This summer, I learned one of the few cable TV channels I sometimes watch is no longer available to me without upgrading to another “tier” of channels. None of those other channels appeal to me, so I simply decided I would do without the channel. My decision was pretty sound, but I believe my choice was not a choice at all. Where is the a la carte programming that consumers have been asking about for years? Of course, I’m not holding my breath. If anything, this type of frustrating “choice” may be coming from your Internet service provider (ISP) pending a court case that will play out in the next few months.

In September, Verizon went to federal court to challenge the Federal Communications Commission’s (FCC) Open Internet Order. Passed in 2010, these rules appear to be a compromise for the disparate parties that have a stake in how traffic flows on the Internet. The rules forbid ISPs from blocking traffic and discriminating against (such as slowing or throttling) traffic generated by, say, companies that offer competing services, and they demand transparency about how the traffic is handled. The rules are seen as less onerous on wireless providers, which is unsettling since much of the future of networking revolves around mobile devices. Still, the carrier is moving ahead with its case, and in the opening arguments (Verizon v FCC), the company is putting its opposition to current Internet rules in plain sight, as described by Timothy Karr in The Huffington Post:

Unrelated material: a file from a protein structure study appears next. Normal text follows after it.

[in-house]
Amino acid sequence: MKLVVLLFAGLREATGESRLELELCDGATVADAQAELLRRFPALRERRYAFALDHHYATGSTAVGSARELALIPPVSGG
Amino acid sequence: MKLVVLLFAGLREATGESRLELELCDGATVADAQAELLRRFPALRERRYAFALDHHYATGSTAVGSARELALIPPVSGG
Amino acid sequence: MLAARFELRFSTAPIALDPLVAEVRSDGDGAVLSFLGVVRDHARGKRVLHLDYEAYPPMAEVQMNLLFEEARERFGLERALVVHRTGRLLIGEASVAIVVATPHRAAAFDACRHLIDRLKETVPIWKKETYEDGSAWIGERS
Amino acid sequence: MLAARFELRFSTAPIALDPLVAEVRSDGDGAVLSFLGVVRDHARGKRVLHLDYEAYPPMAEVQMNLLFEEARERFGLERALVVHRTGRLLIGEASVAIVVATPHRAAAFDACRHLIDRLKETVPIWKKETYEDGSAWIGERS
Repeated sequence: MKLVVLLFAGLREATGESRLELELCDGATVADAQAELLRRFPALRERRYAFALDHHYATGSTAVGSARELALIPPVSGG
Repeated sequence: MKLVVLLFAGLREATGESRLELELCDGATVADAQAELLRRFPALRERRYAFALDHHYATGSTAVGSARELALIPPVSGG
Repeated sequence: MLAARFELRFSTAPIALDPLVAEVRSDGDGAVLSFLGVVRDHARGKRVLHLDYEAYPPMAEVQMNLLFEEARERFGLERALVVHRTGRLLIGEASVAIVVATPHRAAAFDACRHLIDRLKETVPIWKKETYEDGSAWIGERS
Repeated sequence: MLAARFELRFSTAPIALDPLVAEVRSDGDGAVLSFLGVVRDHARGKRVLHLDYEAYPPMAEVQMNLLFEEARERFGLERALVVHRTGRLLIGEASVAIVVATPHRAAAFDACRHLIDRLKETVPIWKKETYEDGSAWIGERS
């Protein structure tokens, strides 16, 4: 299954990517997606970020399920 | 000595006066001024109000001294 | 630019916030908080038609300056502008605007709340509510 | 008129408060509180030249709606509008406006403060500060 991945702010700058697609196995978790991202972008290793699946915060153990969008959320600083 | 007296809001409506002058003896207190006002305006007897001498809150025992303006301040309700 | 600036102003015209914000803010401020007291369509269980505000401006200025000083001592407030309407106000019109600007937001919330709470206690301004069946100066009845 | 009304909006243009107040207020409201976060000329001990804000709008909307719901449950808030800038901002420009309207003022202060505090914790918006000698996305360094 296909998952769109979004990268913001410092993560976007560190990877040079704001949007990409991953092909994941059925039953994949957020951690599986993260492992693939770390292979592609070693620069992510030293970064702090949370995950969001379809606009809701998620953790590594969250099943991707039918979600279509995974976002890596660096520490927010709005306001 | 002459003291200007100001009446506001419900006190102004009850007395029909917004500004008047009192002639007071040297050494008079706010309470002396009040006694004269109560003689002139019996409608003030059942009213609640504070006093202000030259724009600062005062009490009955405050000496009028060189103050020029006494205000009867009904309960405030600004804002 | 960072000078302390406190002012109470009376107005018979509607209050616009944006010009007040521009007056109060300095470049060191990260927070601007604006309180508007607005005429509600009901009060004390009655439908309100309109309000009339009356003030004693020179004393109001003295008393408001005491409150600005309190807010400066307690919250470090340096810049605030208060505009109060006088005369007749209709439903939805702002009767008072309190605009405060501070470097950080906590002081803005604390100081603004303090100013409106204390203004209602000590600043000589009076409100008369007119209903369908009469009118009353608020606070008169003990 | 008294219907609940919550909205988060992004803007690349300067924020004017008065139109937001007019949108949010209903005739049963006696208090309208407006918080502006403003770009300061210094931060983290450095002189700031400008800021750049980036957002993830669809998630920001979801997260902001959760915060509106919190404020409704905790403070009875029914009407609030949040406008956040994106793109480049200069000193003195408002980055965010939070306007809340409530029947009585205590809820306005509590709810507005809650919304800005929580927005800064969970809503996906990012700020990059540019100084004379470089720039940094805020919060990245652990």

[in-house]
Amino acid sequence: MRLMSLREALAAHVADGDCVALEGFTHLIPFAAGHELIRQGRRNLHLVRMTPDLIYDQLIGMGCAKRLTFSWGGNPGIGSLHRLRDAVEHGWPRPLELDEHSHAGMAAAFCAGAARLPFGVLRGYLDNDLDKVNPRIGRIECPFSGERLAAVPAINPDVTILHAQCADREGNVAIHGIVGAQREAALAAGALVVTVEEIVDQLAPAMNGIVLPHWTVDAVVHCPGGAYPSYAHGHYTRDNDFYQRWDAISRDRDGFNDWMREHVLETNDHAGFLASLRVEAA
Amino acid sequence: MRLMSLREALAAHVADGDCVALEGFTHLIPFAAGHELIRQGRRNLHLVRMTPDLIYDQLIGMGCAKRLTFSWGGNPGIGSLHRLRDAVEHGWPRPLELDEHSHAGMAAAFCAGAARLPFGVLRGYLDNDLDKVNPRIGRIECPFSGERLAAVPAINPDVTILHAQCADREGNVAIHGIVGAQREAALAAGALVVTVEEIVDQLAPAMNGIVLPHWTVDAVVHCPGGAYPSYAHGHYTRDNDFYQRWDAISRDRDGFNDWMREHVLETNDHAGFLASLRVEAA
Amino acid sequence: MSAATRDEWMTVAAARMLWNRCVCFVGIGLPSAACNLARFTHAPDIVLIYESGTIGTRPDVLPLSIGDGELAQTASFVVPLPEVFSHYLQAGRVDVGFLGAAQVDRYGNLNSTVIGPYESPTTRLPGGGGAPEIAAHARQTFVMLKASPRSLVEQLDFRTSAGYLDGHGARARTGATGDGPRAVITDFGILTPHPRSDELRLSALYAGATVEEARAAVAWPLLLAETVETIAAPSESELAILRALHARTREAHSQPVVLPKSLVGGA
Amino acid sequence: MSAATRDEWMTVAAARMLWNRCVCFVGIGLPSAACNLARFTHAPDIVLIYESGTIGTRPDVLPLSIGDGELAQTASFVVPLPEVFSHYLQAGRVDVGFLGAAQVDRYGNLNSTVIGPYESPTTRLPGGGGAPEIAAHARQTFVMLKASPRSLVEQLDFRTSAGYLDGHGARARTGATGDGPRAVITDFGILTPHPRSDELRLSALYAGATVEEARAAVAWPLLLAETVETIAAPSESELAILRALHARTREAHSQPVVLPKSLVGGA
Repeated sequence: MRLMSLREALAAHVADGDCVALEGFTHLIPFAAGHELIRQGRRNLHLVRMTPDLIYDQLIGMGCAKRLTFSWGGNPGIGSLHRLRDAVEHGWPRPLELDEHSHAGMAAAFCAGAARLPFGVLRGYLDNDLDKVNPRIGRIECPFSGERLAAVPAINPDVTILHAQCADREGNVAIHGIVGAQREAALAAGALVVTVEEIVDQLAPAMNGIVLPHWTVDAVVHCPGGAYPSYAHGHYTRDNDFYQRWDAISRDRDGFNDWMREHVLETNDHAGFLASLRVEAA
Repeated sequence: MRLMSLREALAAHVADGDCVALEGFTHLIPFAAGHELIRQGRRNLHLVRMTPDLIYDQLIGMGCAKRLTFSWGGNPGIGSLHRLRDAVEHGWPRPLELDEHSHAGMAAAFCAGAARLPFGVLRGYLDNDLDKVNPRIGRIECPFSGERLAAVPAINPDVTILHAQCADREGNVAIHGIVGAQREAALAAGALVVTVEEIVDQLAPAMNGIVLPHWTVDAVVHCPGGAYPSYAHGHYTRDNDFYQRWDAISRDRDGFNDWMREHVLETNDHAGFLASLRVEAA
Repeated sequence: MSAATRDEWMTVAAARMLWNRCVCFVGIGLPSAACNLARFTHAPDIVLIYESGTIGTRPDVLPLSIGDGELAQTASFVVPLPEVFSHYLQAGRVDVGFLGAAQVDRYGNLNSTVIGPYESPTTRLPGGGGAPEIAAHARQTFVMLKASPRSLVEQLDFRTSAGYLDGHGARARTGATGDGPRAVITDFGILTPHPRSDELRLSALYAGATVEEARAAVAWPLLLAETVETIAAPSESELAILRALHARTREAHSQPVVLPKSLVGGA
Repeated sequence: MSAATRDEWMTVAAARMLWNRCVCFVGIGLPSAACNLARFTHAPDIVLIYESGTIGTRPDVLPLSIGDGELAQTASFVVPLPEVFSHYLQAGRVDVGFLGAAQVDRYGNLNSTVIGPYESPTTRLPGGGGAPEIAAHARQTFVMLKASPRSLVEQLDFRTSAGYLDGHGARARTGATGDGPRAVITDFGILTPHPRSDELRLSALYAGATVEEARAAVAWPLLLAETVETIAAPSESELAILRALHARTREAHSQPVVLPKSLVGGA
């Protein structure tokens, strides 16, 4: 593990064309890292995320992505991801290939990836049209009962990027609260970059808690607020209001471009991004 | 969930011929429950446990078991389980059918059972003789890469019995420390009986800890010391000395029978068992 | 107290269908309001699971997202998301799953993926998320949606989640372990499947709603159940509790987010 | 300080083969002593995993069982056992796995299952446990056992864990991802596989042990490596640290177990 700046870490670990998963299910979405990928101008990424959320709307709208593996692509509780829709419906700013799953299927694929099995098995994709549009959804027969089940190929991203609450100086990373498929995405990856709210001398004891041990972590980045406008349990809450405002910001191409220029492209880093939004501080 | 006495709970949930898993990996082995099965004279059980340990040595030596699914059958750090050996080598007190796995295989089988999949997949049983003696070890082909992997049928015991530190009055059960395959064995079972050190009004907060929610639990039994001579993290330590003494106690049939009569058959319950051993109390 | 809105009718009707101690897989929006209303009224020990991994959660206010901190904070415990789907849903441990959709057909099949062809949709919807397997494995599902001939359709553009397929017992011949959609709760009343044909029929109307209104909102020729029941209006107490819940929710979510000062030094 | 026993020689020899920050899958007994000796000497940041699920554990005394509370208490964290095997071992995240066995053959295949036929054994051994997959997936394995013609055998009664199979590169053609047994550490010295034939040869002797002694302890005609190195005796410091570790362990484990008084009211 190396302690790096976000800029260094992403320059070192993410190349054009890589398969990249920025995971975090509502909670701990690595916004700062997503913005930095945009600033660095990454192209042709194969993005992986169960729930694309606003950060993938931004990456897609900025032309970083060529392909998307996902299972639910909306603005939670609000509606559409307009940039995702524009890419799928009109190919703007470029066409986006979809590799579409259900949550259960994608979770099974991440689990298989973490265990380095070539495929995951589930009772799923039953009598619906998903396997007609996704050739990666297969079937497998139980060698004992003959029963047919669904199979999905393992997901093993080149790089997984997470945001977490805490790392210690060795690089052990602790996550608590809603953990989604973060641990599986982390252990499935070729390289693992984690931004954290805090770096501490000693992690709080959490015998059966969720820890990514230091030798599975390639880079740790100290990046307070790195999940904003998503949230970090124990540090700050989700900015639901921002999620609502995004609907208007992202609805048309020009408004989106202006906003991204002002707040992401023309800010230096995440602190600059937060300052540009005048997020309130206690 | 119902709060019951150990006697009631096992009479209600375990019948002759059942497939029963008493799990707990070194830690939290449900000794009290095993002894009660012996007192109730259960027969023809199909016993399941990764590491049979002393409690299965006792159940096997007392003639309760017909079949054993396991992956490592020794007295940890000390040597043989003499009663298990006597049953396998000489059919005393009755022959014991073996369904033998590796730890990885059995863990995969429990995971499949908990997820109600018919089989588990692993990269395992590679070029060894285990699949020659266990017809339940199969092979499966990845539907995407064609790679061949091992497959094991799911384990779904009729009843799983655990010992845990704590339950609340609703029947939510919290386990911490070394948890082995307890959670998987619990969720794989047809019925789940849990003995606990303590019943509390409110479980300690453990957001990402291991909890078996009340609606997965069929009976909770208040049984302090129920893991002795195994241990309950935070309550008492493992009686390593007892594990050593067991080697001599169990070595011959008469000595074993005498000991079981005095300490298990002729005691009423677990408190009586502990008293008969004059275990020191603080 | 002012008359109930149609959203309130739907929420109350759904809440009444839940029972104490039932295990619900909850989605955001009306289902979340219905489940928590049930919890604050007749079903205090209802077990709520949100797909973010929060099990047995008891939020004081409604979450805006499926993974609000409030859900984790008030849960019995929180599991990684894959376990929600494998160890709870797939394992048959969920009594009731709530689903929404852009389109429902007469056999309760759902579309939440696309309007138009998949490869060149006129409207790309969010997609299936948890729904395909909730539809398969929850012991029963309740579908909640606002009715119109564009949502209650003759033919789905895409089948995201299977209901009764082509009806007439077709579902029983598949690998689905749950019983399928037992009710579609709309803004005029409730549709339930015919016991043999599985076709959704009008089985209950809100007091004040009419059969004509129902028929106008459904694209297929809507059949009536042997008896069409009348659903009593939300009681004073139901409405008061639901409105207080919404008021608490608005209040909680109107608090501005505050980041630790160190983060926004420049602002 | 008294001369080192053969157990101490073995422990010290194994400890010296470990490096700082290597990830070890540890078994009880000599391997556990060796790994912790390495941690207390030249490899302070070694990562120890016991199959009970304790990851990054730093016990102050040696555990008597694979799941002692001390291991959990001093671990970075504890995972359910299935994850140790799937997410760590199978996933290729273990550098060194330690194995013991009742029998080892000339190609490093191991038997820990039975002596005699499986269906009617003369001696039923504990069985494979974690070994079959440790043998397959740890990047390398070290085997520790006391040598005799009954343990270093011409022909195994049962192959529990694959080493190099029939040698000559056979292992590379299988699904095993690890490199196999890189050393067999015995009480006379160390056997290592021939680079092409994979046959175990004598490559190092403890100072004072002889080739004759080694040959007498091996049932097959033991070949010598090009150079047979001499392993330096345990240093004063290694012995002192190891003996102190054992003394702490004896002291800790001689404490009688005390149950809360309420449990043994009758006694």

“In court ..., the judges asked whether the company intended to favor certain websites over others.

‘I'm authorized to state from my client today,’ Verizon attorney (Helgi) Walker said, ‘that but for these rules we would be exploring those types of arrangements.’”


“In response to ... questioning about whether Verizon should be able to block any website or service that doesn't pay the company's proposed tolls, Walker said: ‘I think we should be able to; in the world I'm positing, you would be able to.’"

So there it is.

A federal court is going to decide whether the same policies, offerings, non-offerings and contract disputes that have been a thorn in the side of cable subscribers for years can soon become the new normal on the Internet.

Regulation is rarely an appealing option, but my cable channel example above demonstrates what we can expect when we trust corporations to be the Internet’s gatekeeper: The profit motive will kick in — and the existence of this case proves it is already kicking in — and those content providers with the deeper pockets can participate and those without can go home. Without an open Internet, many of the successful content providers and innovators we have seen to this point on the Internet may have had a much more substantial, if not impossible, barrier to entry for their businesses. And, the Internet has always given regular individuals a platform to share ideas and information. Do we really want the profit-driven ISPs to jeopardize this treasure?

The government’s role in Net Neutrality must be to continue to say “Hands off the content. Don’t fix what isn’t broken.” That’s it. It may be too much for many naysayers to handle, but it should mean the world to all of us regardless of the federal court’s upcoming decision.

By the way, the cable channel I no longer can view is called “NFL Red Zone.” But should Net Neutrality end, I — along with everyone reading this — will be seeing red after all.